Wednesday, March 2 2022

exercise, drawing people, and the mask order

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Dear Journal,

Good morning, everybody. Happy Wednesday.

I'm still waking up this morning, so we'll start slow and just establish the scene. I can hear the dishwasher churning away in the kitchen. The sky is grey and overcast, but there's still enough light peaking through it to fill the dining room. And my right leg, crossed over my left, just began to fall asleep, so now I have to reajust and take care of that.

The cool hardwood floor feels nice against my bare feet. I'm wearing a new t shirt with yesterday's sweatpants. My hair is still wet from the shower. I feel tired, but grateful that Miles is still asleep and that I don't have any meetings until the late morning.

I think I've finally got my bearings. Let's grab a cup of coffee and get to work.

Sip. Happy Wednesday. How does your body feel? Marissa and I enjoyed a weekend respite from exercise, but we began a new phase last night. Talk about a rude awakening. We completed weighted lunges, chest workouts, and to our chagrin we saw the return of our old friend the spider push-up. It's a challenging maneuver that combines a leg curling motion with a regular push-up. It's painful and excruciating, like a self-inflicted medieval torture.

Why do we exercise to begin with? So we can better enjoy the moments we don't have to exercise. The best part of exercise is the moment we finish. Before the workout begins, Marisa sneaks two bottles of water into the freezer. By the time we've finished working out, the water is ice cold and partially frozen. We sink into the couch. The dogs fill in the spaces between pillows and blankets, as if they know what comes next. We watch re-runs of Impractical Jokers - the perfect mind numbing activity while we wait for the energy to return to our weary, aching muscles.

Sometimes Marissa sketches on the couch. She's stepped up her own practice with drawing people, and it's fun to watch.

"I don't understand it," she says, thumbing through her own instructional book. "There are so many rules and proportions to follow when drawing a face, it makes me wonder how everybody can still look so different."

Marissa is more guarded about these practice sessions. These carefully crafted sketches of pretend people and faces reside only in her sketchbook, and only Rodney and I have the privilege of watching her progress. I think the extra privacy comes out of a deep respect for how difficult it is to draw a person's face.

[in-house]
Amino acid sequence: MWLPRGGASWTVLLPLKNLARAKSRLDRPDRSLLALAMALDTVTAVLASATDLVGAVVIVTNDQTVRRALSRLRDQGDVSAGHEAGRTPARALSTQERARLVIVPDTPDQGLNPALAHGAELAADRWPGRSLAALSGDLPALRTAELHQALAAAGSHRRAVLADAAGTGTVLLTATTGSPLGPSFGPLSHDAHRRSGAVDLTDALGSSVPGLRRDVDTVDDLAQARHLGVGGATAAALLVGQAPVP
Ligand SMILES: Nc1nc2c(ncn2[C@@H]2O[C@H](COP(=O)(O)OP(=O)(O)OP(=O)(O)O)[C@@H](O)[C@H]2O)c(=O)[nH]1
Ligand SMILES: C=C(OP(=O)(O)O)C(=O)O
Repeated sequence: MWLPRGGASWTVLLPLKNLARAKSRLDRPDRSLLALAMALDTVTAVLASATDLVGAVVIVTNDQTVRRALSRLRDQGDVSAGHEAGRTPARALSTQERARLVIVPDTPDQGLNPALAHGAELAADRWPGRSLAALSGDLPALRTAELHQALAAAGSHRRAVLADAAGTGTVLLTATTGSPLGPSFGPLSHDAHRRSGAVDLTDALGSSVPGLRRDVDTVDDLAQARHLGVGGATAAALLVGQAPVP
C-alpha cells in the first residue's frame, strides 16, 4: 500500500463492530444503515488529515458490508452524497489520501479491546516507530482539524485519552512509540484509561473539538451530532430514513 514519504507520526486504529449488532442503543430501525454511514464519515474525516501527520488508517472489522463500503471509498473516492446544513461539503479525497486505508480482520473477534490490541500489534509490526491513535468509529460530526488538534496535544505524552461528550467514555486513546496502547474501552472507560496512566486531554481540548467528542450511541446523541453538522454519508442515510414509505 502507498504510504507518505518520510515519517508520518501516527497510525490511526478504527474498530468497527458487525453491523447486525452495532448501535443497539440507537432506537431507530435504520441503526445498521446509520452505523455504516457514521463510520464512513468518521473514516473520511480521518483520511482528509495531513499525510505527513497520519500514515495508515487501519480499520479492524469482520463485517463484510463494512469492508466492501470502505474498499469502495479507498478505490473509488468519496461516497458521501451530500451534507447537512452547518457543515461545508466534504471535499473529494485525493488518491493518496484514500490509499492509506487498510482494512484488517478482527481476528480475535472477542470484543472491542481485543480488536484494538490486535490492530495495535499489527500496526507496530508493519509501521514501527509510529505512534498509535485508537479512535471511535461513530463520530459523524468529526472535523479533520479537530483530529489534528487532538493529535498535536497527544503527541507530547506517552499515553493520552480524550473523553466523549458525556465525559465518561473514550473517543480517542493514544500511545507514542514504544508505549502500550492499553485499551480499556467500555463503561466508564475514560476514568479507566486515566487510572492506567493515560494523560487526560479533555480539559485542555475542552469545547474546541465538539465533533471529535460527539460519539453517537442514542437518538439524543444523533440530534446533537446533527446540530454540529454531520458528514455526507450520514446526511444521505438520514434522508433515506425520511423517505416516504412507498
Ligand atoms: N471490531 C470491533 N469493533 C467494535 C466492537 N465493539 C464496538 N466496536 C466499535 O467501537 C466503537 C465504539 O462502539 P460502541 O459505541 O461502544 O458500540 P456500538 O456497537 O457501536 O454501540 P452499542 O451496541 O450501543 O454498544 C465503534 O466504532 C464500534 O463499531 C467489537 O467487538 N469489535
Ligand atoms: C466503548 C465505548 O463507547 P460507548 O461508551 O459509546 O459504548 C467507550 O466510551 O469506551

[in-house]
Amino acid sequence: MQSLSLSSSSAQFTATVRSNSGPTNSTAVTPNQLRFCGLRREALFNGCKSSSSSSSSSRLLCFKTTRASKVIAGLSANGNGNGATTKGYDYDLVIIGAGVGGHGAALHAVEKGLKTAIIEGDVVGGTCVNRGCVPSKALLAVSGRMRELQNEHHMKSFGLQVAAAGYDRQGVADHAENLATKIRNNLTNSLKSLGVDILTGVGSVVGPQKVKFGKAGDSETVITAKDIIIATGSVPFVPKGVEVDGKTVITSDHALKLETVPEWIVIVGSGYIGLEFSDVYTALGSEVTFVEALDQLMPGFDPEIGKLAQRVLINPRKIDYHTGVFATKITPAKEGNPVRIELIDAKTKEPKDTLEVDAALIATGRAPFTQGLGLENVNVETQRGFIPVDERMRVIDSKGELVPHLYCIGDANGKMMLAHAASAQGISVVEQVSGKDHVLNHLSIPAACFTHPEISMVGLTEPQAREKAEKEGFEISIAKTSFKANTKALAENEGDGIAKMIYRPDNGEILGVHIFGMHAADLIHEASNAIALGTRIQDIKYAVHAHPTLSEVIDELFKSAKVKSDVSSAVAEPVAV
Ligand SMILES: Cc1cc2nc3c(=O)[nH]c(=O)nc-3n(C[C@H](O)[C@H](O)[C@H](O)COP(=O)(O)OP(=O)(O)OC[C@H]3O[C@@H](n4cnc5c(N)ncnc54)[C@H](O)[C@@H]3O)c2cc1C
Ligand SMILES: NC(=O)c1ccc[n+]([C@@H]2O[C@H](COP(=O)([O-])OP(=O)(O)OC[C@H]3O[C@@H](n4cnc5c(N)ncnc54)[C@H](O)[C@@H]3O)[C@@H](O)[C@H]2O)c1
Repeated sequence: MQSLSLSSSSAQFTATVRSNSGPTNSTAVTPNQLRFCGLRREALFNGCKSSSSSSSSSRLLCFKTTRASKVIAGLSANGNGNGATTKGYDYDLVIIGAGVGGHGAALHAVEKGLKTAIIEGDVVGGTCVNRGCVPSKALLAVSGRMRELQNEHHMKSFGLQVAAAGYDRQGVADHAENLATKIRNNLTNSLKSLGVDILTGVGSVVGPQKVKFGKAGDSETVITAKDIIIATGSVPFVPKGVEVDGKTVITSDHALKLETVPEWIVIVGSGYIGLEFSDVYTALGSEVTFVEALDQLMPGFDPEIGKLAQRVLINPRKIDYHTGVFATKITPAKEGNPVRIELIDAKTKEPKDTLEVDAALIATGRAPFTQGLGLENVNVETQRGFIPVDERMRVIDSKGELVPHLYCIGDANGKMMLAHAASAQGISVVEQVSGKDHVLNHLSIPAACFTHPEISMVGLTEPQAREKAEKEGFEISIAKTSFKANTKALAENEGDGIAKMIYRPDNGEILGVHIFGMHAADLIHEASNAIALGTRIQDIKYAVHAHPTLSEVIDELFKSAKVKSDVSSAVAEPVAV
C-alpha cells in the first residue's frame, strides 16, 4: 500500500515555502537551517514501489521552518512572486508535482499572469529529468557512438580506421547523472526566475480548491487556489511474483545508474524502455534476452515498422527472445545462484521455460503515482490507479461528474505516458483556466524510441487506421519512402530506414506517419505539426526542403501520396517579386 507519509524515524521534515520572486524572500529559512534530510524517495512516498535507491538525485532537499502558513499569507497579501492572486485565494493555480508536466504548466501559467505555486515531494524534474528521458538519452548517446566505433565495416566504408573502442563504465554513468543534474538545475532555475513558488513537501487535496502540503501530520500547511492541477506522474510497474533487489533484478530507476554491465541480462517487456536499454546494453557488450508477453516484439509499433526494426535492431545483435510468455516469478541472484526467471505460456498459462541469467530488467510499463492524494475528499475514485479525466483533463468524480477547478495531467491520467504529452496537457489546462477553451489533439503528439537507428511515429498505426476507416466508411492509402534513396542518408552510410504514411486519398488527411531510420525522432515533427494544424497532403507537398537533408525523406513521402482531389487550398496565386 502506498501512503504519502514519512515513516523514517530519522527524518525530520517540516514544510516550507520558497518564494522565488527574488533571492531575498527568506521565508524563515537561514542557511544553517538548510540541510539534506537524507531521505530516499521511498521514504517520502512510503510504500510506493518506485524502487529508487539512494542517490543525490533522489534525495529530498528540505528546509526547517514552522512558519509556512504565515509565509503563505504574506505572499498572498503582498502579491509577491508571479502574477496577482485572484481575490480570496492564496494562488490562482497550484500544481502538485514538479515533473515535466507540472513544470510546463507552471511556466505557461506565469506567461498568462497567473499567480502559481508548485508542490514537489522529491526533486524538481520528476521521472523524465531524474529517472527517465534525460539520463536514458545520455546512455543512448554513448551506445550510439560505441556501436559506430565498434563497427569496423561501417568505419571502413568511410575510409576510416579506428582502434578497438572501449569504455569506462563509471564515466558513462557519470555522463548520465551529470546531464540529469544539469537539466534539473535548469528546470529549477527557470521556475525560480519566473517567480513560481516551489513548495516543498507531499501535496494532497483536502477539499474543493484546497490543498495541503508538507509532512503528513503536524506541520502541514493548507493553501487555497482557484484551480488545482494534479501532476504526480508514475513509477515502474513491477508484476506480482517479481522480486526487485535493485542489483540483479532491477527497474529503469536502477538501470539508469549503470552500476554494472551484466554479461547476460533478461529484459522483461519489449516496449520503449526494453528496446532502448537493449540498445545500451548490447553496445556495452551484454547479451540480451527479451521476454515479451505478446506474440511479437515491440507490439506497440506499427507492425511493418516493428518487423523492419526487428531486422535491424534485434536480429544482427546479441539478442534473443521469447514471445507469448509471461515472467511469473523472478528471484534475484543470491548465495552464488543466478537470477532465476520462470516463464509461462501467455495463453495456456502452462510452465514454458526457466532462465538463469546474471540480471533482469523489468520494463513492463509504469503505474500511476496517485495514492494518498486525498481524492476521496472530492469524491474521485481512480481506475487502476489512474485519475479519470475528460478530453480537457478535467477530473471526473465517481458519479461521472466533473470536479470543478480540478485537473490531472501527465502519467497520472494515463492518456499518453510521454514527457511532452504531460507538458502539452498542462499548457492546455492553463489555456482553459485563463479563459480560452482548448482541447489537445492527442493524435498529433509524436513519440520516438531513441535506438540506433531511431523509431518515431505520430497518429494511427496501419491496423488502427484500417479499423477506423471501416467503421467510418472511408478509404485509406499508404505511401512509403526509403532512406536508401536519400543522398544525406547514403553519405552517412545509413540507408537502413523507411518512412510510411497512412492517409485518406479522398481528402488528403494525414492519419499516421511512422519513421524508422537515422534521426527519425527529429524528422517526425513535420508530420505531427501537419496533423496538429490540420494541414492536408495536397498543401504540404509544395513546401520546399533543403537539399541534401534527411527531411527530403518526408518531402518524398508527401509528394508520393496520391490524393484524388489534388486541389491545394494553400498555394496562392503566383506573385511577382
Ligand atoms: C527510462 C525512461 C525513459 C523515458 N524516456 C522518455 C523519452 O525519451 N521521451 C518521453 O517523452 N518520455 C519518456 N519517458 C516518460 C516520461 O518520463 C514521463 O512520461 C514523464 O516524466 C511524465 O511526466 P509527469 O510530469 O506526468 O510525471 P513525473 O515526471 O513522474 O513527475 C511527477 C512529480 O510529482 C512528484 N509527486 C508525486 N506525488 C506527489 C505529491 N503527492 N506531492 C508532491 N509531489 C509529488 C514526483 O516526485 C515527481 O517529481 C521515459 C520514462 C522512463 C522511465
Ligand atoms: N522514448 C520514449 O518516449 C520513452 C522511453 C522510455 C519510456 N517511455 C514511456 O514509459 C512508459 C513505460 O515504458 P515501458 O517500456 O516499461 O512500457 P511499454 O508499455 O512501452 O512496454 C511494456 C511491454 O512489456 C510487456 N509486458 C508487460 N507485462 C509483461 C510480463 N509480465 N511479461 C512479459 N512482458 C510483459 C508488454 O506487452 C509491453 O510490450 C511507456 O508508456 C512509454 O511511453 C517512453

You ever notice how we look at drawings of people differently? If I'm shown a painting of a sky, a mountain, a tree, or an abstract pattern, I react with simple feelings - happy, sad, brooding, or adventurous. But if I see a picture of a person, it's almost like I innately judge them more as a person than as a painting. Would I chat with this person on the street? Would I get a beer with this person, or would I ask this person for help if I really needed it? Would this person be more likely to make me laugh or get angry? Would I trust this person?

Marissa has practiced drawing my face a few times. As a non-artist, there's nothing more fun than being treated to a depiction of my own face, because no matter the outcome it will still be a better approximation than whatever I could do. Marissa's sketches of my face look like me, but they also kind of look like an older Val Kilmer.

"Better, but maybe next time go for a younger Val Kilmer, like from Heat," I teased.

We've got a busy day today. I've got some meetings sprinkled throughout the day, Marissa has a dog class on the other side of town, and after work I'm taking Rodney to ice skating class. Today is a special class, because it's the first one to take place after the Madison mask order expired. Masks will be optional in the building.

Rodney is excited to let the other skaters in his class see his face. I'm feeling cautious, wondering if I still remember how to not make weird movements with my mouth in public. Picking my teeth, licking my lips, stretching my jaw, and yawning with an uncovered mouth - if you see me out in public just try to be forgiving about all the bad habits I picked up in the masked season. Maybe now I also talk extra loudly to account for the piece of fabric over my mouth.

To my surprise, a lot of the businesses around Madison will still be requiring masks beyond the expiration of the mask order. Marissa and I can't figure the motivation. Does it help cover them for some sort of liability? Are they afraid of being perceived as too eager to get rid of them and labeled as "anti-mask"?

"Maybe it's revenge," I laughed. "Maybe all these businesses just want to punish us for making them require masks in the first place."


Even if there are some hold-outs, it will feel nice to pick up groceries without wearing a mask.

That's what I got today. Thanks for stopping by, everybody. Enjoy your Wednesday.